By Malia Zimmerman | Hawaii Reporter
HONOLULU – Hawaii has more government workers as a percentage of all workers than every state in the union save Alaska, a new poll by Gallup shows.
Nearly three out of every 10 employees – or 27.8 percent of employed adults in Hawaii – work in a federal, state or local government agency, according to the survey. Hawaii falls behind the District of Columbia, at 29.2 percent, and Alaska, 28 percent.
Driving the booming government payrolls are factors of geography, military strategy and the strength of unions here. Taxpayers in turn pay some of the highest rates in the country to support sprawling bureaucracies from the local level on up, and are on the hook for pension and health care debts for decades to come.
“The government and the public need to realize that desiring a program is like owning a pet,” Kalbert Young, the state director of Budget and Finance, said. “It should be entered into as a long-term commitment because it’s a relationship that cannot easily be stopped.”
Hawaii has about 65,000 state and local full-time employees, according to the most recent U.S. Census data, with a payroll of about $266 million. The state is home to more than 52,000 federal employees and retirees.
The high numbers are partly due to geography, said Young, who used to be finance director of Maui County.
That county has four islands in its jurisdiction, and there are duplicative positions on each.
“We have courts on every major island in the state,” Young said. “But we also have to have jails, prisons, probation officers, prosecutors, admin, etc. to support a multi-island court system.
“If this were a mainland state or if all the counties were contiguous, there would be opportunities of scale and efficiencies.”
Hawaii Island County, also known as the Big Island, is divided by massive unpopulated landscapes that break up two major population centers in Hilo and Kona. But the state also has areas that are rural and remote, boosting the cost of providing services to these pockets of people.
There are a number of federal workers in Hawaii, the farthest outpost of the U.S., and there is a need for military defense and a federal court system.
There are 10 military installations in Hawaii, supported by more than 57,000 enlisted and civilian employees.
“Just the fact that Hawaii is a strategic location for the military means that you would expect a higher concentration of military across all branches in Hawaii as opposed to, say, Idaho,” Young said.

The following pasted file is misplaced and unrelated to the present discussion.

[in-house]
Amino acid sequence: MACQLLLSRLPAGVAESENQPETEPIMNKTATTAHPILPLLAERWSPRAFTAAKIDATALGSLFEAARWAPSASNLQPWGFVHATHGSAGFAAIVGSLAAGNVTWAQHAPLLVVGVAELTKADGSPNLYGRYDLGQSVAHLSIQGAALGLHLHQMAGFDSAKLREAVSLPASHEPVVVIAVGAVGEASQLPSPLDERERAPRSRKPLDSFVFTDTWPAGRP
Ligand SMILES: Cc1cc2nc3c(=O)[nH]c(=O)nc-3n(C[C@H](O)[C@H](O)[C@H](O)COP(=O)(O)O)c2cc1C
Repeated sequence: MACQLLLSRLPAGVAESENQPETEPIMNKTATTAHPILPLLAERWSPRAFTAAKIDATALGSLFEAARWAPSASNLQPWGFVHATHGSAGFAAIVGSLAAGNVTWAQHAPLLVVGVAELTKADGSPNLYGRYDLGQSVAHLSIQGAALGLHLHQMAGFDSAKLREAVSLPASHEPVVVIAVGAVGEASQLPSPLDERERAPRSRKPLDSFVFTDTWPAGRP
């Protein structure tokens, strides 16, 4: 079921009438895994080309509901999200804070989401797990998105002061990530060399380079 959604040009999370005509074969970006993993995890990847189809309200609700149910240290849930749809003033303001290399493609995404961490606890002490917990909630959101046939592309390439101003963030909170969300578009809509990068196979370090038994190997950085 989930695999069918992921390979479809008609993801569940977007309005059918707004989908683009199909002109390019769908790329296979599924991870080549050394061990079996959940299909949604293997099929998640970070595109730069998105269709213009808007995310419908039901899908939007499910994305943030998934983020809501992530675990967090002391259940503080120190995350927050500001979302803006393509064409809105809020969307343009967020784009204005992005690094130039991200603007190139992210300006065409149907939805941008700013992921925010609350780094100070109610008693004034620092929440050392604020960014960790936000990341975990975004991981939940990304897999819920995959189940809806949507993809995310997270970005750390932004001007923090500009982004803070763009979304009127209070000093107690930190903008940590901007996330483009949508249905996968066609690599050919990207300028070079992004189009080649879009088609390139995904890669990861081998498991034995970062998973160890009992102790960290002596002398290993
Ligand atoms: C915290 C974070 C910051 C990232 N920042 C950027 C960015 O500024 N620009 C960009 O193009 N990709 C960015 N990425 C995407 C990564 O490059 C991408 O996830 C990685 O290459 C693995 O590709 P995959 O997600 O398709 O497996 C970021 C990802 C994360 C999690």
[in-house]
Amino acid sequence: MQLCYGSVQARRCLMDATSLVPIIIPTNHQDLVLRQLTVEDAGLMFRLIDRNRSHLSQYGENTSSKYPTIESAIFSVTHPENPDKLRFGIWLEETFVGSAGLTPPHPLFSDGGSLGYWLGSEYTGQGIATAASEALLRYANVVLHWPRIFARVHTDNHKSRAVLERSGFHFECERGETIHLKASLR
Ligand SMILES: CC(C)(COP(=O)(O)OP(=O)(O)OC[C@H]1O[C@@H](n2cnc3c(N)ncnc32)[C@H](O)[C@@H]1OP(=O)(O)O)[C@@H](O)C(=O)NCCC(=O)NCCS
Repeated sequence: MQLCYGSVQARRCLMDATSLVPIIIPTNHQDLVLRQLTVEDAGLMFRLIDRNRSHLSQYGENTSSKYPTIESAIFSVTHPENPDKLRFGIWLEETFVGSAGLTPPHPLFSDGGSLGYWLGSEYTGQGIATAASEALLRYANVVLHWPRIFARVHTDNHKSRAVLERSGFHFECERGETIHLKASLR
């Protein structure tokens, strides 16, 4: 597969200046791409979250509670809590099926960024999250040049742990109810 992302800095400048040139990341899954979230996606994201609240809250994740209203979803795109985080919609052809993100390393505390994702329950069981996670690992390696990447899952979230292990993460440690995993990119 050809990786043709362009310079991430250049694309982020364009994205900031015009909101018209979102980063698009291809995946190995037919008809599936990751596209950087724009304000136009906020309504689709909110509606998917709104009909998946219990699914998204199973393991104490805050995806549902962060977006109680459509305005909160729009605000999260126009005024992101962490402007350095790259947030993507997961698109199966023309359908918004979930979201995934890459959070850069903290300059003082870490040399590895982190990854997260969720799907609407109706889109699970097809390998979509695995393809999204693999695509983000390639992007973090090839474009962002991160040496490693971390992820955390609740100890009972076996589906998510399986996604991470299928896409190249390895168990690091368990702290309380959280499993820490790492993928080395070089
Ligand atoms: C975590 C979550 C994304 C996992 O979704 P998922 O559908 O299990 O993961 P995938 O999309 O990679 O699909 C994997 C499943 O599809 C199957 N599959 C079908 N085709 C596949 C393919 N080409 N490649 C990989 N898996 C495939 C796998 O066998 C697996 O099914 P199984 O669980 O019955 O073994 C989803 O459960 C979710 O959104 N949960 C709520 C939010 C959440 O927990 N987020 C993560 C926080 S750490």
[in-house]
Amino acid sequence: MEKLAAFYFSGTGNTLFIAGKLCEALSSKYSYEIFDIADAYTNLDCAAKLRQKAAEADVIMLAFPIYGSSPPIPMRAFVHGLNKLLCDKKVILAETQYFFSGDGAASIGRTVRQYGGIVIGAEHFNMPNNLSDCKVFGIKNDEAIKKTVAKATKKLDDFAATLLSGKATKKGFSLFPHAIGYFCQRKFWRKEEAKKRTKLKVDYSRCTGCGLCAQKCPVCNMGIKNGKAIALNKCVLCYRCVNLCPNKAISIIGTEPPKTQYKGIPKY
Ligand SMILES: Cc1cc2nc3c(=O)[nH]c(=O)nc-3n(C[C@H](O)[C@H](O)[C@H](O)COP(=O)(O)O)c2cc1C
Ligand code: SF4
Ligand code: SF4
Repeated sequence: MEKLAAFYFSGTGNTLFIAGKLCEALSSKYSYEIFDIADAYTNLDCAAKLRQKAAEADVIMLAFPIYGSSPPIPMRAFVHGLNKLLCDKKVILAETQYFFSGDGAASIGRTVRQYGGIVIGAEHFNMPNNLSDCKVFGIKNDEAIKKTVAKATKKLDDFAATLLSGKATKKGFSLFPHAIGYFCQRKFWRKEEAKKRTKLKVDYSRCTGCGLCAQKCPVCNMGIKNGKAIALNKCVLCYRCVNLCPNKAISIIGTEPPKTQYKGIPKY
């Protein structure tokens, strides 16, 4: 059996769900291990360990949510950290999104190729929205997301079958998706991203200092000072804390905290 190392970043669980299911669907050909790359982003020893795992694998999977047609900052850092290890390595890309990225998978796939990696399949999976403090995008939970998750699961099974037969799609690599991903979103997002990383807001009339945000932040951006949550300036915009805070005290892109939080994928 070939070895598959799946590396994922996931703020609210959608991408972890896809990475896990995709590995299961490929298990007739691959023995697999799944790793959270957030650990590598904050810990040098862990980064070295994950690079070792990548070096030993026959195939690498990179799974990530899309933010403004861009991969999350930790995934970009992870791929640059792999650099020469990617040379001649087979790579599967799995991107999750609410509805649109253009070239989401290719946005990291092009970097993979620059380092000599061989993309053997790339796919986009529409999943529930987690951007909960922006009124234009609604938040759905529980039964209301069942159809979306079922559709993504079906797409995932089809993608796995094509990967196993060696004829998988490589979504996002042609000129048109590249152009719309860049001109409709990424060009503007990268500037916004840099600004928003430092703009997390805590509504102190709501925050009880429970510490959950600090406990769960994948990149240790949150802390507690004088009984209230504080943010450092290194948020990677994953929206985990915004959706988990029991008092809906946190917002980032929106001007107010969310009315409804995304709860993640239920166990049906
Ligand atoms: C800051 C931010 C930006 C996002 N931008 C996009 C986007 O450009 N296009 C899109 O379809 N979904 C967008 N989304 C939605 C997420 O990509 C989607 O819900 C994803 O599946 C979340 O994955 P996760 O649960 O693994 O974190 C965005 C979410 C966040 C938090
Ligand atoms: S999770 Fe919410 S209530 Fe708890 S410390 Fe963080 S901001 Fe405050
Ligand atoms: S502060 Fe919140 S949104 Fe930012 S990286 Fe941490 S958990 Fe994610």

Lowell Kalapa, president of the Tax Foundation of Hawaii, sees another factor at work: the strength of public employee unions.
Union leaders help get lawmakers elected, and lawmakers reward them with pay increases, benefits much more generous than in the private sector and job security.
“Organized labor is not going to let you downsize,” Kalapa said. “If a program or service gets cut, those employees are shifted somewhere else, not cut.”
Indeed, when former Gov. Linda Lingle cut the government workforce by 7 percent in 2009 and 10 percent in 2010 and furloughed others because of challenging economic times, the state’s public employees were in an uproar.
Agricultural inspectors claimed invasive species would take over the state. Teachers said students would not get an education. Product inspectors said consumers would be cheated, and tax department personnel said back taxes would not be collected in a timely manner, compounding state government’s financial woes.
Elected in 2010, Gov. Neil Abercrombie hiked taxes and fees to restore many of the cuts made by Lingle.
Abercrombie has called for the state budget to increase by 8 percent, then 11 percent, over the next two years. The state teachers’ union has demanded he go further by restoring cuts to teachers’ salaries and giving them a pay increase to boot.
Any increase would put pressure on taxes, already among the highest in the nation.
Among the states, Hawaii has the highest income tax and the highest taxes on gasoline – as well as an across-the-board excise tax of 4 percent to 4.5 percent on all goods and services, including medicine and food.
Lawmakers want more.
In the current session, they are proposing tax increases on everything from plastic bags, pensions, alcohol, sales of all goods and services, gasoline, oil, bottled drinks, sugar and cigarettes.
Some lawmakers want to legalize gambling and marijuana use and tax those activities at 15 percent.
Hawaii’s big government payroll means even more money needs to be set aside for retiree benefits.
Connecticut and Illinois are ranked worst in the nation when it comes to taxpayer burdens from unfunded liabilities, but Hawaii is close behind, coming in as the third worst “sinkhole” state, according to an analysis by the Institute for Truth in Accounting.
“Because pension and other retirement benefits are not immediately payable in cash, most of these compensation costs were ignored when calculating balanced budgets,” said Sheila Weinberg, founder and CEO of the institute. “Furthermore, the State has set aside only 31 cents to pay for each dollar of retirement benefits promised.”
The institute estimates that as of 2011, every taxpayer would have to pony up $38,300 to cover state workers’ retirement costs, an increase from $32,700 in 2010.
The state owes public workers more than $20 billion, and state officials estimate that figure will climb to $37 billion in the next 12 years unless lawmakers put into motion an aggressive plan to pay down the debt.
“Until you begin to address the generous benefits and the size of government, we will have this problem,” Kalapa said.
Contact Malia Zimmerman at firstname.lastname@example.org.